Pictures! Before and Afters

You have all been so patient with me as I took time off from the blog to focus on our house remodel project. For three months we worked tirelessly to finish and move from the basement back up to the daylight.

Here is what our main living level looked like in January:





Living room
Dining room
Kitchen/dine-in area




























Now, the after photos!

Exterior remodel








Entry remodel
Living room remodel
Dining room remodel
Kitchen remodel!

Remodel Humor

I posted back in January that I would be down for about 6 weeks or so while we remodeled our main living level which includes kitchen, living room and dining room. As anyone who has ever attempted to fix something, this took longer than any calendar projections could have predicted. While we haven’t had any major setbacks, the timing of various sub-contractors, adding in more help, us doing certain projects have led us to April. We are so close.

It’s also nearly time to start planting things outside! What is on your garden plan this year? What delicious things are you cooking this spring? We are hosting brunch next weekend in hopefully a mostly finished space. I’m leaning heavily towards muffins and quiches for our brunch. I’d love to make everything ahead of time to be able to sit and enjoy the meal, the people, and the new space.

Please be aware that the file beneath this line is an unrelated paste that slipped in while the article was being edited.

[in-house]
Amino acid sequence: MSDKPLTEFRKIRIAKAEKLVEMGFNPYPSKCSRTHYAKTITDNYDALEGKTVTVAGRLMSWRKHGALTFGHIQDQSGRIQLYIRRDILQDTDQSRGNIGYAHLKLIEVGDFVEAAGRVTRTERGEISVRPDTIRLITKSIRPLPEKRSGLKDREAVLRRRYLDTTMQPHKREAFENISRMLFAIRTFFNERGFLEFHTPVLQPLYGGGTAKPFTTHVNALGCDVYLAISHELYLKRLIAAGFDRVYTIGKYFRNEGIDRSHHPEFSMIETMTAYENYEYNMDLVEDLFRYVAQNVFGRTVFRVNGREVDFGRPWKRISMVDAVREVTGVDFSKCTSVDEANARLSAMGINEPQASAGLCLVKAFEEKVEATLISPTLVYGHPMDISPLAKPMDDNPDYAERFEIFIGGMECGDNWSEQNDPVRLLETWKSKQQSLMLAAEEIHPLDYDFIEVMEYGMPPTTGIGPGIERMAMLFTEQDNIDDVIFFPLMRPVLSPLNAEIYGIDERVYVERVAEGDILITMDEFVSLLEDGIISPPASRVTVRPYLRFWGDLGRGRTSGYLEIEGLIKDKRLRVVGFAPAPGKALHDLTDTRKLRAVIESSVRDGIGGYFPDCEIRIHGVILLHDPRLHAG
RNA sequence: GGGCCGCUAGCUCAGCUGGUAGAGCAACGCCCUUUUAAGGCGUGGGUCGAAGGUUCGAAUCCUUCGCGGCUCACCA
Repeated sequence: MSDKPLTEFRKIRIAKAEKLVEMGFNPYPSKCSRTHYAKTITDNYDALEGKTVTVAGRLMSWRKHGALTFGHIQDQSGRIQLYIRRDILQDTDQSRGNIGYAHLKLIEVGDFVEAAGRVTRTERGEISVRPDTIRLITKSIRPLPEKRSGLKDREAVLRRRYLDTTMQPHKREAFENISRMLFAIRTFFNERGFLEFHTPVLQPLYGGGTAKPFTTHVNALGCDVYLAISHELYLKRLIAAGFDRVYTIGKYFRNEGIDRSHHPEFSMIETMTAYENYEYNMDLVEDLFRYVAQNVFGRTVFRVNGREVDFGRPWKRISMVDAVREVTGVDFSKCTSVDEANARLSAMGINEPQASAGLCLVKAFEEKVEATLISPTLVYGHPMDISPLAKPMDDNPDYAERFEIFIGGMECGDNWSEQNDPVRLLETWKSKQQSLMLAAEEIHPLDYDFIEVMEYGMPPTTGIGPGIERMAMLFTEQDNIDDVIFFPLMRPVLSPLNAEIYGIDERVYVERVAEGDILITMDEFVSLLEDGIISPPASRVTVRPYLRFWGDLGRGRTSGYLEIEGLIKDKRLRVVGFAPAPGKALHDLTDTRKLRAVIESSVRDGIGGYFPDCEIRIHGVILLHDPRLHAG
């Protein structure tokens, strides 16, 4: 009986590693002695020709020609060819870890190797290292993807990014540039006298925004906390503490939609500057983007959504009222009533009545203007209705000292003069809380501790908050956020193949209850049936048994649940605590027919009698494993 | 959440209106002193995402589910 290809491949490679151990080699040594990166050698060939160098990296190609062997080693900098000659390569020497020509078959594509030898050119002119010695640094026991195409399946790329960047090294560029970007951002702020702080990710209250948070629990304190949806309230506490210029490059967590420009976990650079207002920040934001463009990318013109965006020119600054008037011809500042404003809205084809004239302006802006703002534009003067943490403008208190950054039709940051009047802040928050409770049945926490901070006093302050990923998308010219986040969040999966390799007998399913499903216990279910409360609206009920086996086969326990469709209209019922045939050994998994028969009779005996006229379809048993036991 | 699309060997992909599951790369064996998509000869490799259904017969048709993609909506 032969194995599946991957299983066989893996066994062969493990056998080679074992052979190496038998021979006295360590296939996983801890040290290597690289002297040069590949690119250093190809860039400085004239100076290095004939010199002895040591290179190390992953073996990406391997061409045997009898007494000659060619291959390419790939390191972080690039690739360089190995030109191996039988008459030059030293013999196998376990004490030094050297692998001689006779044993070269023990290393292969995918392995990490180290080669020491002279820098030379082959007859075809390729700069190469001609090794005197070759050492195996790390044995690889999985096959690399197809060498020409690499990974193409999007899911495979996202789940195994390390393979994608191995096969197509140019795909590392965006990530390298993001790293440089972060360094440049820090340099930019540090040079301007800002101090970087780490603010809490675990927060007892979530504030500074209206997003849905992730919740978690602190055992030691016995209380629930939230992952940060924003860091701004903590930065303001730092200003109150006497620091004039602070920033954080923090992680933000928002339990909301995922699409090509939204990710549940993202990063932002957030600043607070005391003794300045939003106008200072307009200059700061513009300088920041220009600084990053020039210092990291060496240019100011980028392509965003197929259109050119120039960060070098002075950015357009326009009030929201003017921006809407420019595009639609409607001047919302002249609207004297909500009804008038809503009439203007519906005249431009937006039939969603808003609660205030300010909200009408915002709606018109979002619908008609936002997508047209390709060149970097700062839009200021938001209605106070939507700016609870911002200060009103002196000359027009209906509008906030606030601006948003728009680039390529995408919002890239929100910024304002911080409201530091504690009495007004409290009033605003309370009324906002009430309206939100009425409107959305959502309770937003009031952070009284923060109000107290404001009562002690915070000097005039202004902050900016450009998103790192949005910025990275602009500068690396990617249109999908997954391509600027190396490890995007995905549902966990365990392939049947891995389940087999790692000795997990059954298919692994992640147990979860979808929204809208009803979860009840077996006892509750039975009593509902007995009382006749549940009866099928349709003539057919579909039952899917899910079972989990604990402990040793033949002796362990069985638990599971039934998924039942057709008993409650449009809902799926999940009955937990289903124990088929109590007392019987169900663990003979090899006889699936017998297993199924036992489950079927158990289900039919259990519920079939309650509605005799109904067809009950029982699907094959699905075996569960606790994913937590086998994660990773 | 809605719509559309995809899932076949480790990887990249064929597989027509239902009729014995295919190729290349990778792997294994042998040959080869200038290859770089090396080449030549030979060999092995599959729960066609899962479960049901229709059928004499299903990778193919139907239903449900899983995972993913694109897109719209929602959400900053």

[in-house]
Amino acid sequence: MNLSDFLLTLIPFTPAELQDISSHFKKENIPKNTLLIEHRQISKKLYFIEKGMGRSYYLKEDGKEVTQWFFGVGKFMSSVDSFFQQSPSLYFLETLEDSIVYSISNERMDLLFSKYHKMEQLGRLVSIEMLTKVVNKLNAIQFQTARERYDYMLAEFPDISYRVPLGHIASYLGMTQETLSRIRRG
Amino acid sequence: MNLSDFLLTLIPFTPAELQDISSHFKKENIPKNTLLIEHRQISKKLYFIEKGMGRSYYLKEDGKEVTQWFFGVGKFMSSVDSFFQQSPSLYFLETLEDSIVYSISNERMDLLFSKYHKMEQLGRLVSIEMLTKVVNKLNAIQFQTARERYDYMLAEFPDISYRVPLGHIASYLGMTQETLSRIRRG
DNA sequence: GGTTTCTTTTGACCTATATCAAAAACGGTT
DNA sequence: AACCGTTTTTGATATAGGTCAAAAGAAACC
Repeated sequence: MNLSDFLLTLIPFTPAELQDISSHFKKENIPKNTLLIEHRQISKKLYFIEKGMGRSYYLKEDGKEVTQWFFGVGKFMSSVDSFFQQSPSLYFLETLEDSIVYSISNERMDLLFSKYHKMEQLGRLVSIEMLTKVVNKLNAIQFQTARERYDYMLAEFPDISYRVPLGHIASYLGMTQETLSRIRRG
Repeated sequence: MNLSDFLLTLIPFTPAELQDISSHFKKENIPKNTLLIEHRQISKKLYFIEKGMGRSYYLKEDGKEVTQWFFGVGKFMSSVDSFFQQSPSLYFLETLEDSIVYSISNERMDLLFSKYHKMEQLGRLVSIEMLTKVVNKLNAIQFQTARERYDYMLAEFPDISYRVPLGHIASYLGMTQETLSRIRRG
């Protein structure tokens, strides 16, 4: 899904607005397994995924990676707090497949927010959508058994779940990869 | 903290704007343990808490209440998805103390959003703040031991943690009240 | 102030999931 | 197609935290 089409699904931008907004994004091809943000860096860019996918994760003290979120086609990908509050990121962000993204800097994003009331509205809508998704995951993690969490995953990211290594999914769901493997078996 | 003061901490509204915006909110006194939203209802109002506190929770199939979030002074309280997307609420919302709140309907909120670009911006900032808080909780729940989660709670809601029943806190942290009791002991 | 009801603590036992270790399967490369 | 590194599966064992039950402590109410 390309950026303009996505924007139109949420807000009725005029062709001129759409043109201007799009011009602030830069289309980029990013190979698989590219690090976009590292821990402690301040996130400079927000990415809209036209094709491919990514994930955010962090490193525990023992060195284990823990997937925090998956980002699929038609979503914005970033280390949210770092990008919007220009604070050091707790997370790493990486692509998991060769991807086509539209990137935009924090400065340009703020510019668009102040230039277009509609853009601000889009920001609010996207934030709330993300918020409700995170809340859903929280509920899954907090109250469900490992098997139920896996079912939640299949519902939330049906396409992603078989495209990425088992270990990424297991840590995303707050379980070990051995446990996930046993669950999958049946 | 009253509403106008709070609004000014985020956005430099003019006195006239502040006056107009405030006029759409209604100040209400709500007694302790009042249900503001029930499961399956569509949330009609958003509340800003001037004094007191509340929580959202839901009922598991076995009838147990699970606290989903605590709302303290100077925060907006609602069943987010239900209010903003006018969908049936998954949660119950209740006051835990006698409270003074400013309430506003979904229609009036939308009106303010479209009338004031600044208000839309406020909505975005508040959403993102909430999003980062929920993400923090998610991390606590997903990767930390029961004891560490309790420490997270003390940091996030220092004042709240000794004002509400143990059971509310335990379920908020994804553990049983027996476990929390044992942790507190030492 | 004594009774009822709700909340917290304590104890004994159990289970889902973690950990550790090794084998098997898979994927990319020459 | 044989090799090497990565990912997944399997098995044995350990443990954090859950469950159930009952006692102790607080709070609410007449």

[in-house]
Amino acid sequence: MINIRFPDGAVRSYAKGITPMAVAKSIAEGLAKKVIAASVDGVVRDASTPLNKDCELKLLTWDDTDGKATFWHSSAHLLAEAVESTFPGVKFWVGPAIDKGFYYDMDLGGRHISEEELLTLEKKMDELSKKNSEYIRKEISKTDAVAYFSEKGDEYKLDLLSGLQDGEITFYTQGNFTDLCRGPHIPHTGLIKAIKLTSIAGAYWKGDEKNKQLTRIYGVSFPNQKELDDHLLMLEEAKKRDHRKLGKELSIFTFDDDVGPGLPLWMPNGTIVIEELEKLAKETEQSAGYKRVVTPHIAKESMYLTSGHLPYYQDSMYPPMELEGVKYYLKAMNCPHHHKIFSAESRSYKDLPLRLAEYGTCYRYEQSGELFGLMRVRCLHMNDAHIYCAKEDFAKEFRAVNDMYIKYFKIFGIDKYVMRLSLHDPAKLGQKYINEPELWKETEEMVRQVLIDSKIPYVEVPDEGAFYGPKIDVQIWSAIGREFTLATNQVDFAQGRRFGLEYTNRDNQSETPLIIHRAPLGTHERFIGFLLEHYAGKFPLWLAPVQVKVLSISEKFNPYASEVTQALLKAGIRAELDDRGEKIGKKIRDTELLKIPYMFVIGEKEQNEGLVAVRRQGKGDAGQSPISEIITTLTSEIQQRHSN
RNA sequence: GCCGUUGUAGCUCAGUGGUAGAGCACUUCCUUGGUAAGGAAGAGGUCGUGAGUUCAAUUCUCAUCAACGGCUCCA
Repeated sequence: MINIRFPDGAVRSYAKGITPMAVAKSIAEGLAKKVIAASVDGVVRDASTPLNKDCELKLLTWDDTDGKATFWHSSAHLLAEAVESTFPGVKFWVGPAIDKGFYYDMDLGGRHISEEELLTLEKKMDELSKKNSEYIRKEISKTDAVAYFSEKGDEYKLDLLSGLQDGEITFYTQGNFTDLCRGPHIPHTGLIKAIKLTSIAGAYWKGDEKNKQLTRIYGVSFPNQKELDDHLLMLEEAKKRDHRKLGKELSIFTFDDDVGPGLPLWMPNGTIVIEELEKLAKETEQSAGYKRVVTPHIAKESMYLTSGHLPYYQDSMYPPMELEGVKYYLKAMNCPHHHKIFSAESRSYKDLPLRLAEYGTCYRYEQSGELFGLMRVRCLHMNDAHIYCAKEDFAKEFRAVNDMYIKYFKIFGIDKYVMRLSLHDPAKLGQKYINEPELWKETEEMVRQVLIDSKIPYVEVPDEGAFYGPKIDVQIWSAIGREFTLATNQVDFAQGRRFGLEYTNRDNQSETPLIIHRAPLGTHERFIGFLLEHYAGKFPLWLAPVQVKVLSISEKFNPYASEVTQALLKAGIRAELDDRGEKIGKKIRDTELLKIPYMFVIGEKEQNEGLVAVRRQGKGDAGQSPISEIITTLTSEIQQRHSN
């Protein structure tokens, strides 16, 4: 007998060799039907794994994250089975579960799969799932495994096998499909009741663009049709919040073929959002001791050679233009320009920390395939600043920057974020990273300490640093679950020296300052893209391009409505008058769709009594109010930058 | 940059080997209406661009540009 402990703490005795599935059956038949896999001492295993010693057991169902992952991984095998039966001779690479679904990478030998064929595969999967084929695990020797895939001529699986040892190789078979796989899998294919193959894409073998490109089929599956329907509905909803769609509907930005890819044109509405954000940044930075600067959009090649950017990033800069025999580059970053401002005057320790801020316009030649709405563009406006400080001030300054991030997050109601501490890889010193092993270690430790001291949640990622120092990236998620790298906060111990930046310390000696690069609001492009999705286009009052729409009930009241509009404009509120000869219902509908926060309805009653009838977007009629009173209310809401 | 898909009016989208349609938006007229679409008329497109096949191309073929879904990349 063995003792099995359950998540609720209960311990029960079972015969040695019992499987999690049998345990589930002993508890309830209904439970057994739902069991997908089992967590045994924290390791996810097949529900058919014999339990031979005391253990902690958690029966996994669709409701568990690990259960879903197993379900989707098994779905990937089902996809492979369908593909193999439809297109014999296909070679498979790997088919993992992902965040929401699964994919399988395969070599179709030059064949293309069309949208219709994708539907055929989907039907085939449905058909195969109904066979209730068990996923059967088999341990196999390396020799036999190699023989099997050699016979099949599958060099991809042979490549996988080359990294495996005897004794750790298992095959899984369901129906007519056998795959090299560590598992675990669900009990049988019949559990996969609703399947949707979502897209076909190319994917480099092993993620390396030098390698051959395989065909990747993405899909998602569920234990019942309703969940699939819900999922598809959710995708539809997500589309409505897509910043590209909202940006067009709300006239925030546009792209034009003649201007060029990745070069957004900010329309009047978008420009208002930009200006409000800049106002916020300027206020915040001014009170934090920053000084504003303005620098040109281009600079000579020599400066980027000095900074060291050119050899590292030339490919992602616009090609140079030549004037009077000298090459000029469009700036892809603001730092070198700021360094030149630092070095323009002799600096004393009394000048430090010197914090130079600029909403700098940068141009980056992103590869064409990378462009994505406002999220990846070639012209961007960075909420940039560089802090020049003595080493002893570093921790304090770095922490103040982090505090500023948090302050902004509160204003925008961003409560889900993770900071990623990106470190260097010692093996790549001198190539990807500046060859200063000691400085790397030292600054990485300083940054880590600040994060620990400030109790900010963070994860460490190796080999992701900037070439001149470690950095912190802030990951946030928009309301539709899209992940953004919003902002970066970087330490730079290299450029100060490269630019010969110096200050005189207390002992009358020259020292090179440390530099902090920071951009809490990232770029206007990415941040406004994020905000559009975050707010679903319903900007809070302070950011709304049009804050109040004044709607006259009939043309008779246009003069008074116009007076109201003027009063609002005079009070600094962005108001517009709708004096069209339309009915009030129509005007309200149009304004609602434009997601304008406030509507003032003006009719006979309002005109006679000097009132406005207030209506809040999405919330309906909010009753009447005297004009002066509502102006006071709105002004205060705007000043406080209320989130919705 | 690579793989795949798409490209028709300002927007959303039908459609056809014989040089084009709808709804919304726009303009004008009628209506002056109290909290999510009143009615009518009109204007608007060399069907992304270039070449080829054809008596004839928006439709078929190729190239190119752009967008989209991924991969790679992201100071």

Honey Bees

Here is my first bee hive! Custom paint job by yours truly.

Honey bees and bees in general help pollinate close to 1/3 of our total food supply. Fruits, squash, tomatoes, potatoes, even feed for animals which later end up on our dinner plates all depend on bees and pollinators. But the bees are dying folks. In 2016, 9 different types of bees were put on the endangered species list. Despite being able to reproduce entire colonies, the bees are having a hard go of it living with us humans.



Here’s how you can help:

I would like to ask all of you to try one year without calling a garden/lawn service to spray your yard. Fertilizers can be applied in granular form and not cause as much destruction to bees as sprays (and the drift which comes from spraying). Fungicides and herbicides should only be sprayed where and when absolutely necessary, and on a calm day with no wind.